The programme commentary stated:
“ In the United Kingdom, the legislation of abortion was intended to protect women from the dire consequences that often result from back-yard operations. However, like other countries, official statistics show there has been a massive escalation in the number of abortions.”
Peter Smith (SPUC Evangelicals and the International Right to Life Federation) said:
“ I believe the legislation of abortion in 1967 was probably one of the most disastrous times for the United Kingdom…It has affected the whole fabric of British society.”
Allan Parker (the Justice Foundation) said:
“ In the year 2000, we began to have the opportunity to represent Norma McCorvey, who was ‘Roe’ of Roe v Wade, the main legal case that brought abortion to America in 1973. And we also began to represent Sandra Cano, who was ‘Doe’ of Doe v Bolton, which was a companion case to Roe v Wade. And together in January 1973, those two cases were decided by the United States Supreme Court and legalised abortion on demand up to the point of birth, including partial birth abortion.”
Wiliam Koenig (the Watch Foundation) said:
“ Abortion’s violence. It’s violence inside the mother’s womb…And from the time of Roe versus Wade, and from the time that abortion was allowed in America, we have seen violence increase exponentially from that point of Roe versus Wade. I believe there is a direct connection.”
The programme commentary said:
“ There is a small band of pro-life young Israelis who are demonstrating against what they see as a culture of death. Among them is a nineteen-year old Messianic Jew called Joel Jelski.”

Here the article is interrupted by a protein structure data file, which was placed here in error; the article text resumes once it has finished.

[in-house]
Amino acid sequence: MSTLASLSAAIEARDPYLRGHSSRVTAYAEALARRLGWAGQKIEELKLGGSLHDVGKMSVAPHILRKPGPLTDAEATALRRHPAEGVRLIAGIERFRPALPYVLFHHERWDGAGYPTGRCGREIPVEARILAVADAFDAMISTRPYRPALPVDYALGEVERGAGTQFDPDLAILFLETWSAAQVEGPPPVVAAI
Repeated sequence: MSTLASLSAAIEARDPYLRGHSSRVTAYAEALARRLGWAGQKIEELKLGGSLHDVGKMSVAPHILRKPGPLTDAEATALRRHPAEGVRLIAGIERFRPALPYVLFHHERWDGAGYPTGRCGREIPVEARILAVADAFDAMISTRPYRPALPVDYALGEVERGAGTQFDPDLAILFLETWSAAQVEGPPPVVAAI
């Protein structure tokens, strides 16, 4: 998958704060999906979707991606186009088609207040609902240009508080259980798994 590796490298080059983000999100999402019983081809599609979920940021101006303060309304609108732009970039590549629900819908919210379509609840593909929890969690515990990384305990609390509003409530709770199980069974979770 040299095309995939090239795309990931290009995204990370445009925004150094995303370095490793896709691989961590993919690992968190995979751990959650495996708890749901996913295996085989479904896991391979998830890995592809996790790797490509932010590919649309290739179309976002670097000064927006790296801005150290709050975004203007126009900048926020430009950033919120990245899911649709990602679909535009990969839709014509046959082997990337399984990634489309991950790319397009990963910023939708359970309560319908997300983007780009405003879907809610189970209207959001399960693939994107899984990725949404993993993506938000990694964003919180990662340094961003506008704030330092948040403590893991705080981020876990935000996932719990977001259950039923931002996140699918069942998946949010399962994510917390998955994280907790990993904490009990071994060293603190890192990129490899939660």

This was followed by Joel Jelski (Bound4life), saying:
“ We do what we call ‘sieges’: It’s pretty much where we stand in front of abortion clinics, the Parliament - the Knesset – and we pray…We believe that prayer is what is going to change things in this nation.”
Later in the programme, concerning the policy, reported in the programme, of the Israeli army paying for female soldiers to have up to two abortions, Joel Jelski said:
“ I believe that God despises abortion. And the very army that was created to protect Israel is destroying it. So many abortions are coming through the army and so many lives are being destroyed. Immorality is rampant in the army because it’s supported by those laws that say: ‘you can have an abortion if you are immoral, we don’t care’. And it’s destroying the very thing, the idea it was created for: to protect lives, and to protect Israel, the Jewish Nation.”
Joel Jelski also said, indicating one of the walls built to divide communities in Israel:
“ Well, you only have to look behind me to the wall to see the demographic problems that have been caused by abortion.”
The programme commentary said:
“ Meanwhile, the United Nations has an agenda for globalising abortion on demand.”